Trump Keeps Telling People Not to Vote

The former president is holding his party hostage to get it to “solve” what he continues to falsely claim was the rigging of the 2020 election.
October 14, 2021, 2:24pm
Former President Donald Trump speaks to supporters during a rally at the Iowa State Fairgrounds on October 09, 2021 in Des Moines, Iowa. This is Trump's first rally in Iowa since the 2020 election. (Scott Olson/Getty Images)​
Former President Donald Trump speaks to supporters during a rally at the Iowa State Fairgrounds on October 09, 2021 in Des Moines, Iowa. This is Trump's first rally in Iowa since the 2020 election. (Scott Olson/Getty Images)

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Last December, then-President Donald Trump and his allies arguably helped flip the Senate for the Democrats by convincing Republican voters that the whole election was rigged anyway.

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Now, Trump is going back to that playbook—but this time he’s being way more explicit about it. 

He warned Republican politicians in a Wednesday statement that if they don’t “solve” what he continues to falsely claim was the rigging of the 2020 election, then no one’s going to vote for them in 2022 or 2024. 

“If we don’t solve the Presidential Election Fraud of 2020 (which we have thoroughly and conclusively documented), Republicans will not be voting in ’22 or ’24,” Trump said. “It is the single most important thing for Republicans to do.” 

Contrary to Trump’s claims, it’s been thoroughly and conclusively documented over the past 11 months that the election was not rigged and Trump lost. Even true believers in the conspiracy theory have come up short trying to prove that the election was stolen. Last month, the Cyber Ninjas’ “forensic audit” of the 2020 election in Maricopa County—which provided President Joe Biden with his margin of victory in Arizona—found that Trump lost the county fair and square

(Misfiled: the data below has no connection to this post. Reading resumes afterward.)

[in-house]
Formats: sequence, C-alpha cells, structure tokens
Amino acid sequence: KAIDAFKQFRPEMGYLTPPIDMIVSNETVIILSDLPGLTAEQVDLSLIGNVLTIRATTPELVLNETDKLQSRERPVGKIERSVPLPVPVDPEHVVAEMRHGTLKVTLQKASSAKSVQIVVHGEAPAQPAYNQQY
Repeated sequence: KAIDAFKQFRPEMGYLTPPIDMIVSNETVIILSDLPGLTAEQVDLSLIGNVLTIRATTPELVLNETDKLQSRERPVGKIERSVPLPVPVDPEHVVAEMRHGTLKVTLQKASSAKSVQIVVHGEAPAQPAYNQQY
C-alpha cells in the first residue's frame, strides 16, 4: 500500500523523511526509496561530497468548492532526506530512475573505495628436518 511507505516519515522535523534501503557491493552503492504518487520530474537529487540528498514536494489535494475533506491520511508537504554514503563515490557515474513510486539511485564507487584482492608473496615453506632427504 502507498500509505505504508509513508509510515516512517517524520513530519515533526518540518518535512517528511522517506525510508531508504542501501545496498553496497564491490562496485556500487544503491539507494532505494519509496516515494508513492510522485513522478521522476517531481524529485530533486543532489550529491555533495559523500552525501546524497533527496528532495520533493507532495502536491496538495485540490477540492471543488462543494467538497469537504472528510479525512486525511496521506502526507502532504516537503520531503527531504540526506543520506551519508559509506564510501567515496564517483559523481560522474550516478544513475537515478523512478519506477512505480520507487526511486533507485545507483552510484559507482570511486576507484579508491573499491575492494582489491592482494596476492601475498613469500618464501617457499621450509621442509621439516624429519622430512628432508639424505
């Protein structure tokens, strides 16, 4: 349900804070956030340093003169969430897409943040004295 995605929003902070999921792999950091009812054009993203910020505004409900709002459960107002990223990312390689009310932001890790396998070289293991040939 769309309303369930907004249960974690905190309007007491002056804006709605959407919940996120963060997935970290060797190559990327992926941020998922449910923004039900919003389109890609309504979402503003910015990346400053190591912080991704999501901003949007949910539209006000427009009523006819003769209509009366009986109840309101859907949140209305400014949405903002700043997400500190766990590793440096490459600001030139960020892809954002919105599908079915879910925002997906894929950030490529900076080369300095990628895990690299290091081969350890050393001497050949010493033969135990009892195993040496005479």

“Was there massive fraud or anything?” audit spokesperson Randy Pullen said on Phoenix radio station KJZZ. “It doesn’t look like it.”

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Despite this, Trump has continued to double down on his claims, and has threatened Republican leaders—members of Congress, governors, and even state legislators—with pulling his support for them and even backing primary challengers if they don’t toe the party line. For instance, he’s targeted top Michigan Republicans by name, after the Michigan Senate released a report this summer debunking Trump’s fraud claims.  

“Michigan’s Republican State Legislators should be ashamed of themselves for allowing this horrible situation to happen,” Trump said in an August 12 statement. “In particular, the incompetent RINO Majority Leader, Mike Shirkey, and Senator Ed McBroom.”

The threats have paid off, sort of—even after the utterly shambolic Cyber Ninjas audit in Arizona, Republicans in Pennsylvania and Wisconsin have begun trying to investigate and audit the 2020 election in their own states. And in recent weeks, Trump and his supporters have attempted to pressure even states he won, like Texas and Florida, to begin auditing their elections. 

With Biden’s approval rating sinking and congressional Democrats holding the slimmest of majorities in both the House and Senate, Trump’s threat could be the difference between the Republicans winning back a legislative majority and handing the Democrats two more years of unified control of government. But it could backfire on him personally as well.

Though Trump has not officially announced he’s running in 2024 for a second non-consecutive term, he’s holding rallies and raising money, and Republican support for another run in Congress is building, as CNN reported Wednesday. Trump was talked out of announcing his 2024 bid in August as the Afghanistan withdrawal sputtered, the Washington Post reported earlier this month

Trump was convinced not to, the Post reported, by arguments that his announcement so soon would juice Democratic enthusiasm for the midterms—and, in turn, lead to Trump being blamed for a potential failure.

“The biggest point we drove home was that he doesn’t want to own the midterms if we don’t win back the House or Senate,” one person described as “familiar with the conversations” told the Post.